Putin does not need to clear every inch of syrian soil from foreign occupation to achieve his broader geopolitical goals, in fact, humiliating Erdogan might negatively impact Russia's real interests.

Bottom line: Putin needs Erdogan in his struggle against a belligerent and threatening Nato. He gains nothing by kicking Erdogan's a** in front of the world.

JP Billen

HTS shot at and dispersed Idlibi civilians protesting Erdogan and trying to flee into Hatay at the Bab al-Hawa crossing.

https://www.youtube.com/watch?reload=9&v=CmotzD92Ers

So HTS is trying to keep their human shields in Idlib? Maybe doing it at the request of the Turks in order to get a new shipment of AT weapons? Possibly both. No way they are just doing it to maintain order.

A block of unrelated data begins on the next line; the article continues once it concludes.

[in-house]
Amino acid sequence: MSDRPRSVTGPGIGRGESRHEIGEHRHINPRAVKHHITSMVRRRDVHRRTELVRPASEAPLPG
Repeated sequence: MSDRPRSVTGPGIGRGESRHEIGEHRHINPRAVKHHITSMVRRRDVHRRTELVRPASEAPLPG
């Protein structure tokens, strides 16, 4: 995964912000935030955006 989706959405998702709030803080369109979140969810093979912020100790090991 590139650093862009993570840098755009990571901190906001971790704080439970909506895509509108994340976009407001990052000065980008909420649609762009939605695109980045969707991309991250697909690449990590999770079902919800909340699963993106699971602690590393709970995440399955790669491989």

Jane

If Erdogan ever had any neo-Ottoman ambitions, they have long given way to more pressing issues re Syria. Not only there is the threat of a new wave of refugees, which, this time round they will not offer safe harbor to. Perhaps most important beyond the Kurdish "threat," is the seriously rising anti-Syrian sentiment, and even violence, in Turkey, especially in the large cities to which many migrated to from the camps in the border area. He is trying desperately to get them to move back to their camps or, better yet, to return to Syria, to dwell, despite their original regions, in the areas Turkey has occupied, such as Al Bab and Afrin.